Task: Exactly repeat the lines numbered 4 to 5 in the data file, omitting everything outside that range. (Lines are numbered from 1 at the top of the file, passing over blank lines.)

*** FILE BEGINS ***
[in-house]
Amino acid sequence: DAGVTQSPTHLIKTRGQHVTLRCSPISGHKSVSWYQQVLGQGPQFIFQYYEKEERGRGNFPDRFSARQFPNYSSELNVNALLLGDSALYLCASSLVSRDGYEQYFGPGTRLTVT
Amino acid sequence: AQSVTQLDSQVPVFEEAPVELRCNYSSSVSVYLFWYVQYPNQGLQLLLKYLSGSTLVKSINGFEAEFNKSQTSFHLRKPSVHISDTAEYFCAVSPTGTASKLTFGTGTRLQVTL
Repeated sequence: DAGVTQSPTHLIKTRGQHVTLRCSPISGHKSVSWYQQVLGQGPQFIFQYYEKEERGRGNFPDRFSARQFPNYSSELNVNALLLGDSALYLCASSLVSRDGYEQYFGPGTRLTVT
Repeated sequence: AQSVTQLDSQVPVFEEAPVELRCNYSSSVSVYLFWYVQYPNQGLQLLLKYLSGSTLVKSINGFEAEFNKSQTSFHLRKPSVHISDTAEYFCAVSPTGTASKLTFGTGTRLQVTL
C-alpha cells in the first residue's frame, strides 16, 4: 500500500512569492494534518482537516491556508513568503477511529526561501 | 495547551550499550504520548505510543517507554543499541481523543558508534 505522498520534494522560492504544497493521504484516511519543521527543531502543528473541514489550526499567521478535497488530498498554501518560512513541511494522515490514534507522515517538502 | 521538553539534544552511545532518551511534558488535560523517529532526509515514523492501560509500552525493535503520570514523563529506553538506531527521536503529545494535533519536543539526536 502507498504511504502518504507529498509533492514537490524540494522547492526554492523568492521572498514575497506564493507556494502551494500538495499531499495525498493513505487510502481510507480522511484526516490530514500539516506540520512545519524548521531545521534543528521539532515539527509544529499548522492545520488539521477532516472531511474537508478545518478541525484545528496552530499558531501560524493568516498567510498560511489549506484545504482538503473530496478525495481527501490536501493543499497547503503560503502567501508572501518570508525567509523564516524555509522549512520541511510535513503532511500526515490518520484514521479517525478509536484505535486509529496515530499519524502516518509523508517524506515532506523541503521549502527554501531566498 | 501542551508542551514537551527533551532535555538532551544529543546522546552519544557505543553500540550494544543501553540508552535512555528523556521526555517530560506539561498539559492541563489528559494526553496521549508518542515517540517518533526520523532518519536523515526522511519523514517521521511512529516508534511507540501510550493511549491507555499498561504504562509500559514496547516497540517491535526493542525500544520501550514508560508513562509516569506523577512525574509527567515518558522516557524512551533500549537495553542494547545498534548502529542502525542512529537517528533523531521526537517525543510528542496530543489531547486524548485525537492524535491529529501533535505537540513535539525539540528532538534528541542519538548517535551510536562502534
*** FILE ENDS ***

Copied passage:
Repeated sequence: DAGVTQSPTHLIKTRGQHVTLRCSPISGHKSVSWYQQVLGQGPQFIFQYYEKEERGRGNFPDRFSARQFPNYSSELNVNALLLGDSALYLCASSLVSRDGYEQYFGPGTRLTVT
Repeated sequence: AQSVTQLDSQVPVFEEAPVELRCNYSSSVSVYLFWYVQYPNQGLQLLLKYLSGSTLVKSINGFEAEFNKSQTSFHLRKPSVHISDTAEYFCAVSPTGTASKLTFGTGTRLQVTL